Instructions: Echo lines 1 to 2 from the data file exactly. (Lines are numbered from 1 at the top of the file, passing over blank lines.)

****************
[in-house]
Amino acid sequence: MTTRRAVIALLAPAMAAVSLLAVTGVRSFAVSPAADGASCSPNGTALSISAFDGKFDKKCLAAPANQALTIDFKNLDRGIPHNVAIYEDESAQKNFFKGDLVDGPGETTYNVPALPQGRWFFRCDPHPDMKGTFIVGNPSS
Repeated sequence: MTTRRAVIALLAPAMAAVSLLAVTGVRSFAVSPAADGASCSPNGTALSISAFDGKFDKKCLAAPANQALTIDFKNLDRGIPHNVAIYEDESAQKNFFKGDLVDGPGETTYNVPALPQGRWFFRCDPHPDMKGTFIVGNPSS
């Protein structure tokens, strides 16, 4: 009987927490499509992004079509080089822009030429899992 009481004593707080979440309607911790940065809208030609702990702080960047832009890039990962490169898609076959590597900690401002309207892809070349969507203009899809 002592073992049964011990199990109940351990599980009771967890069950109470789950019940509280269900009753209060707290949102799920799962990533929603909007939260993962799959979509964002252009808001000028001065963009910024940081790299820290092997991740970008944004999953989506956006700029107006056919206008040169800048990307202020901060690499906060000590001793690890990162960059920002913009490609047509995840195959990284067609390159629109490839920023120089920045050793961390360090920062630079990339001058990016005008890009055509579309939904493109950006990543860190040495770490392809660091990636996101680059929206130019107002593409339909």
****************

[in-house]
Amino acid sequence: MTTRRAVIALLAPAMAAVSLLAVTGVRSFAVSPAADGASCSPNGTALSISAFDGKFDKKCLAAPANQALTIDFKNLDRGIPHNVAIYEDESAQKNFFKGDLVDGPGETTYNVPALPQGRWFFRCDPHPDMKGTFIVGNPSS